This [fraudulent joinder] standard differs from the standard applicable to a 12(b)(6) motion to dismiss. To survive a 12(b)(6) motion to dismiss, a complaint must contain sufficient factual matter, accepted as true, to state a claim to relief that is plausible on its face. This plausibility standard asks for more than a sheer possibility that a defendant has acted unlawfully. In contrast, all that is required to defeat a fraudulent joinder claim is a possibility of stating a valid cause of action.
Nothing in our precedents concerning fraudulent joinder requires anything more than conclusory allegations or a certain level of factual specificity. All that is required are allegations sufficient to establish even a possibility that a state court would find that the complaint states a cause of action against any one of the resident defendants.
Thus, when deciding a motion to remand involving fraudulent-joinder allegations, the [court] applies a test similar to, but more lenient than, the analysis applicable to a Rule 12(b)(6) motion to dismiss.
Although the Court applies the standards governing allegations of fraudulent joinder to this case rather than the Twombly/Iqbal pleading standards, those cases usefully illustrate the inadequacy of Plaintiff's conclusory allegations to rebut uncontroverted affidavit testimony denying [the defendant distributor’s] knowledge of the . . . Device’s alleged defects.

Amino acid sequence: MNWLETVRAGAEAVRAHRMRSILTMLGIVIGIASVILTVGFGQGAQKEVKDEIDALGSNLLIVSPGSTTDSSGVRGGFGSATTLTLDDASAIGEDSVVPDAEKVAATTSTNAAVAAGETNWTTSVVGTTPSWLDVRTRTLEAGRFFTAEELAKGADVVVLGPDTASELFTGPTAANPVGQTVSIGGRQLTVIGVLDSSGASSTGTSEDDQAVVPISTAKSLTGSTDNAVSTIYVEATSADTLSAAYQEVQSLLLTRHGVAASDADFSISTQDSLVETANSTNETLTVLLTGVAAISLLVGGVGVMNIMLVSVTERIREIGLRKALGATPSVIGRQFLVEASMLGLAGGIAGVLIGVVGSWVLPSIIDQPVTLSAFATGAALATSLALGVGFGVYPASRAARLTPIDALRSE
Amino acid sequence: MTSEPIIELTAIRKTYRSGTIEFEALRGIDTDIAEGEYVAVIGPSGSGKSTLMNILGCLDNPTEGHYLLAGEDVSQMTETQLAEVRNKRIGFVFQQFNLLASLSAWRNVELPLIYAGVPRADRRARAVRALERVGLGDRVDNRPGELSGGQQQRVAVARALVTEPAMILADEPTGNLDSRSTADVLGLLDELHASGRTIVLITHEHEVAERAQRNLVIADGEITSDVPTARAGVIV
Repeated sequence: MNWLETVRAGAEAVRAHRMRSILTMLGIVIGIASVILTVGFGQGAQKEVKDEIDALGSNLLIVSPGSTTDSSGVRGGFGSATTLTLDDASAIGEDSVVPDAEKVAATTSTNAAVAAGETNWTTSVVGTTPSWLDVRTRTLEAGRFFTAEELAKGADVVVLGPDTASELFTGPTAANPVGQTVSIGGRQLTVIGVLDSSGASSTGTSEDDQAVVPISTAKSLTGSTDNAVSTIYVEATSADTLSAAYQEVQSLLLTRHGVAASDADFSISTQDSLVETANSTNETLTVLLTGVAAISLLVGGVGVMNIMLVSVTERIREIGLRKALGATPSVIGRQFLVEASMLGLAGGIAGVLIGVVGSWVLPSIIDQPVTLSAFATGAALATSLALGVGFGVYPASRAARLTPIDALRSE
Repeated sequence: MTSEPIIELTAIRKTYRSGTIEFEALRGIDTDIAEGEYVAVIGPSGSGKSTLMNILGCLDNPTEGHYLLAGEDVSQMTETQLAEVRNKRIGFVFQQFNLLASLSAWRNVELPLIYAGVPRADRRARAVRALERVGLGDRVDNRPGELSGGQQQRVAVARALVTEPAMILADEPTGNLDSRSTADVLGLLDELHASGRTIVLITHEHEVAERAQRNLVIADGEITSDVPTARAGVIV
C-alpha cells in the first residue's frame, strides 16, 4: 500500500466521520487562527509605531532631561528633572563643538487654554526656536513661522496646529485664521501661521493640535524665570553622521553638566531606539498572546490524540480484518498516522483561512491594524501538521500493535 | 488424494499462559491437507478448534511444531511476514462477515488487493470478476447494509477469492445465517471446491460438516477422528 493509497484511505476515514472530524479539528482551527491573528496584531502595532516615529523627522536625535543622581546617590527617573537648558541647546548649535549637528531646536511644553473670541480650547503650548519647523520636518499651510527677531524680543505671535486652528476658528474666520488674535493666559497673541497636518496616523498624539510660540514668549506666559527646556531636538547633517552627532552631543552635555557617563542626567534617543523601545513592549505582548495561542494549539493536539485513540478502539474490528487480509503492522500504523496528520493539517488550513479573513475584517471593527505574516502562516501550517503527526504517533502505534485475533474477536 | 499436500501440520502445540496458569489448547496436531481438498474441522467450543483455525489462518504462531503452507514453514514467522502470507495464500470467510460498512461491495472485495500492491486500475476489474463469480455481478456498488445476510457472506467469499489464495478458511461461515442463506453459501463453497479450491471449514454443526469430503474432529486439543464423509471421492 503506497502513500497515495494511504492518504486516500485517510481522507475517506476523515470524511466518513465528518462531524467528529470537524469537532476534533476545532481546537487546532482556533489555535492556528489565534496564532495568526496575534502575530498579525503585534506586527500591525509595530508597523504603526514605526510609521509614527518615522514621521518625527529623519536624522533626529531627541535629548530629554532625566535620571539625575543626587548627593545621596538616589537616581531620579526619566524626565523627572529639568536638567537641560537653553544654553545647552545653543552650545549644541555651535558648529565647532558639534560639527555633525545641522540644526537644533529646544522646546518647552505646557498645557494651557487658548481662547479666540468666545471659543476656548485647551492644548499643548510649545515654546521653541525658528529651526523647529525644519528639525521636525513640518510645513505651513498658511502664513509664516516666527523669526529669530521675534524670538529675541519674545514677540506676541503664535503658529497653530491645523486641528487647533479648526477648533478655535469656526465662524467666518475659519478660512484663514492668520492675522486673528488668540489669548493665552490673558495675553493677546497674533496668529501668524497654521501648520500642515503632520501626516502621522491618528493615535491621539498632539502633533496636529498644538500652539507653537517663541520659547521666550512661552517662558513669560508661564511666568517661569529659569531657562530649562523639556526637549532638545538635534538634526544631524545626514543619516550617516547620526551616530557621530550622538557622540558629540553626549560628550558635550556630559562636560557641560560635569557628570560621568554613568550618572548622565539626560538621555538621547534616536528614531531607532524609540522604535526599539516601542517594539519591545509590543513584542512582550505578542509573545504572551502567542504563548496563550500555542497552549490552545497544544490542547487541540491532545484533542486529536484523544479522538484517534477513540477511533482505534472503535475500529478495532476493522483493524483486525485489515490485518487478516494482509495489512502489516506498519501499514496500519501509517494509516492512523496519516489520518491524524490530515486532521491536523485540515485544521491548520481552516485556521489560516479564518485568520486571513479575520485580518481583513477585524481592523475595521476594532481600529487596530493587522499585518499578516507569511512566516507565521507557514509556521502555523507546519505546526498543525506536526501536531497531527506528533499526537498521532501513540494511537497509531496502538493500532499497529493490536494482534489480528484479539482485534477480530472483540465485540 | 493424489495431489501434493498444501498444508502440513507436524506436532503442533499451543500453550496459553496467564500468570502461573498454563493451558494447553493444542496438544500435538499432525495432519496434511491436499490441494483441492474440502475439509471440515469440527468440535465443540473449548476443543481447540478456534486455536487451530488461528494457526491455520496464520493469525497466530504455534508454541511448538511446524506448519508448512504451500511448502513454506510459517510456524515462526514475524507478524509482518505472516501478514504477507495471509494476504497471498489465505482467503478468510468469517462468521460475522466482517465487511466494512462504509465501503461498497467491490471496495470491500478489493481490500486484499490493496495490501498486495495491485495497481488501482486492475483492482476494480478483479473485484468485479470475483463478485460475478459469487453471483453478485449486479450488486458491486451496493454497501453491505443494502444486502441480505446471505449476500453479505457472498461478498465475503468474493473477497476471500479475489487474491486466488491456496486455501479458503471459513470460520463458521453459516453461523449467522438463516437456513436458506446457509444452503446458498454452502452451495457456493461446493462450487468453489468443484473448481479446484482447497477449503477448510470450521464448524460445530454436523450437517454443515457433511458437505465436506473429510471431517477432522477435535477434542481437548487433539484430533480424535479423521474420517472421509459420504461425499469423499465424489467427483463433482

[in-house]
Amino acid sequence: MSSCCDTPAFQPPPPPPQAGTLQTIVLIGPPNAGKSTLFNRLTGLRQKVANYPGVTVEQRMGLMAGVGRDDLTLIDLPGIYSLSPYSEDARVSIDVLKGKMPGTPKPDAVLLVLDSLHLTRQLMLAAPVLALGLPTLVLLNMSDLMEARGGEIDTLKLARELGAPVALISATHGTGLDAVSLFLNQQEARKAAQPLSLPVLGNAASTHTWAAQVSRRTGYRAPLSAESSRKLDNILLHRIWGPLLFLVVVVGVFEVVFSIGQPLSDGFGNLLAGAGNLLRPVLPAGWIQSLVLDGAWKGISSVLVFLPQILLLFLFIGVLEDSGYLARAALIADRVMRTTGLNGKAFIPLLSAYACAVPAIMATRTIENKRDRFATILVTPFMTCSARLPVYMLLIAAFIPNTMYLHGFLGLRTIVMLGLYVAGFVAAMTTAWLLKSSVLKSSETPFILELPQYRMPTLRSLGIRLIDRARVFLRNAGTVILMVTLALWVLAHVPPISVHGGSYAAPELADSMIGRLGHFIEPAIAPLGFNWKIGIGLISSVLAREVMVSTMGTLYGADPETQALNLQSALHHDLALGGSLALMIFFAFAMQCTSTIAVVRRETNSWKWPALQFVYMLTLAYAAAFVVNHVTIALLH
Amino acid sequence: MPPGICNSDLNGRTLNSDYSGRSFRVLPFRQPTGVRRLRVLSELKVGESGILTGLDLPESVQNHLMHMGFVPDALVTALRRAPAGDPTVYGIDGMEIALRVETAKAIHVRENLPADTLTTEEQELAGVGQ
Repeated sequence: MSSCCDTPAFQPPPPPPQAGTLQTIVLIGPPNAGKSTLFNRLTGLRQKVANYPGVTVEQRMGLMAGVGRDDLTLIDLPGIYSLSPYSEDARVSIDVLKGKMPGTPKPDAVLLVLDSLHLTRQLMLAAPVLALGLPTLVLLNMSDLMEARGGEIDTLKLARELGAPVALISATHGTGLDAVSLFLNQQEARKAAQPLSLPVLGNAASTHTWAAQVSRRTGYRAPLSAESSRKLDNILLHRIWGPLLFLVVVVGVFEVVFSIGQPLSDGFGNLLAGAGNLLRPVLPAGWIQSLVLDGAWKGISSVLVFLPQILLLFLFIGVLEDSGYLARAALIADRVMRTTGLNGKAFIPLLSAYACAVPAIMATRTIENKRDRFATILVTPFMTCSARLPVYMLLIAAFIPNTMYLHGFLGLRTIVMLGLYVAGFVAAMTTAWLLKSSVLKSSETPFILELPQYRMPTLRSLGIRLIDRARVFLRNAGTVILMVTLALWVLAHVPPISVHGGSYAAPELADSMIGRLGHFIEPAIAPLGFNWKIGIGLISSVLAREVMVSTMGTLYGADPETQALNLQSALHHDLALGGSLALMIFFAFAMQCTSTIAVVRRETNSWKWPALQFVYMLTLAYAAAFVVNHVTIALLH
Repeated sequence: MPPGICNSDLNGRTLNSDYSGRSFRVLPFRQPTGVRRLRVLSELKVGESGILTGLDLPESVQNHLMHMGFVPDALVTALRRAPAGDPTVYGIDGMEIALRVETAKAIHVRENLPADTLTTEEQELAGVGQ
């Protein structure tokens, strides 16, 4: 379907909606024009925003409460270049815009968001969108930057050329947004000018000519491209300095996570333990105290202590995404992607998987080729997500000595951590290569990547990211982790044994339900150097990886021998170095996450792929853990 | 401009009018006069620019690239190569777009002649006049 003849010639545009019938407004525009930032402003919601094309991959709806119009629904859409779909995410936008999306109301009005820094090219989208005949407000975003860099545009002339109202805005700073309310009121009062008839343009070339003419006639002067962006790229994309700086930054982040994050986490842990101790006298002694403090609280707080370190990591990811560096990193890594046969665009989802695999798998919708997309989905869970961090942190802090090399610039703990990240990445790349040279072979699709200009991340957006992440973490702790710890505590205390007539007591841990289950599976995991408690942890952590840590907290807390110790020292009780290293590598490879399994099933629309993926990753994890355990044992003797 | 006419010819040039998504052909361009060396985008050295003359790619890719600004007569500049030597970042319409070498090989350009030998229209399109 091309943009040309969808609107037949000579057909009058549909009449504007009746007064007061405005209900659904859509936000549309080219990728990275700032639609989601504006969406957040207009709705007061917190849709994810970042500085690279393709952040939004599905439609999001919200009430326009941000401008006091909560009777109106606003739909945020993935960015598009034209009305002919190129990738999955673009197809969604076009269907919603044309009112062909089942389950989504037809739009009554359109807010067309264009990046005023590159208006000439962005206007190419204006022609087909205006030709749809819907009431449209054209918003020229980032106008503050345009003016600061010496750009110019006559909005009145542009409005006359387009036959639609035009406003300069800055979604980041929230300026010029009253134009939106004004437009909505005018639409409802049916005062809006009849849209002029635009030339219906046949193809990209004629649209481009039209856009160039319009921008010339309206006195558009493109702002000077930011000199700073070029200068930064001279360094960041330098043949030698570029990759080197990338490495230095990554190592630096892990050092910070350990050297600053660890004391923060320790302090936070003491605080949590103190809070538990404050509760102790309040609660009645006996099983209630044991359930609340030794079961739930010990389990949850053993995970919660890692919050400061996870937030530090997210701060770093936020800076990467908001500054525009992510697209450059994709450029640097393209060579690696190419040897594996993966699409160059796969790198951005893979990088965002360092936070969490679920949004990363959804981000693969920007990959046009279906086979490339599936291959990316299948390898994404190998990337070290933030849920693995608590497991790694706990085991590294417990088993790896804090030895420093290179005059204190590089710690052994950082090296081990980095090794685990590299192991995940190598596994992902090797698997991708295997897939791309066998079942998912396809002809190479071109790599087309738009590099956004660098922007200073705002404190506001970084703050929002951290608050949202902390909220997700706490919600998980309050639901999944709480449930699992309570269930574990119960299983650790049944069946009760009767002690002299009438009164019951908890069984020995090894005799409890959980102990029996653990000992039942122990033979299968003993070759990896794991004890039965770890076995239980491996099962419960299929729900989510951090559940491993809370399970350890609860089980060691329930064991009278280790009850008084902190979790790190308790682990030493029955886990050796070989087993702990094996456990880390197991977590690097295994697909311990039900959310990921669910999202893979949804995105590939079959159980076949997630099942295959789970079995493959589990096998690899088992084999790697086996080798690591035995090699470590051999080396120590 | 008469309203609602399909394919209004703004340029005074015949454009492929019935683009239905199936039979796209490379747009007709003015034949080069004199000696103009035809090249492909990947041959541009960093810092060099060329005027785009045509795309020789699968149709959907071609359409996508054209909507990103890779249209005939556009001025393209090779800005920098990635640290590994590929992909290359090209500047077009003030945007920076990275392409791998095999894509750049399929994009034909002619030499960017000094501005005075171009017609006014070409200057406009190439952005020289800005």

- When considering fraudulent joinder, a court “ordinarily conducts a Rule 12(b)(6)-type analysis, looking initially at the allegations of the complaint to determine whether, under state law, the complaint states a claim against the in-state defendant.” Id. at *4.
- “Thus, while some courts in this district have suggested that a defendant alleging fraudulent joinder bears a particularly heavy burden, it seems simplest to treat the inquiry as a modified version of a motion to dismiss, asking whether a state court complaint states a plausible claim.”
- In assessing whether plaintiff’s tortious interference and defamation claims were viable against the non-diverse defendant, the court explicitly applied TwIqbal. Id. at *9-10.
- First, the court notes that “[s]tandards applied [to fraudulent joinder] run the gamut from a summary judgment standard in which documents outside the pleadings are considered, . . . to a Rule 12(b)(6) standard . . . ” Id. At *8-9.
- Then, citing Twombly, the court found: “While acknowledging that the above standard has been established in reference to Rule 12(b)(6) motions to dismiss, it is equally applicable here. Id. at *11-12.
- The court found a “dearth of facts” sufficient to state a claim against the non-diverse defendant. Id. at *12.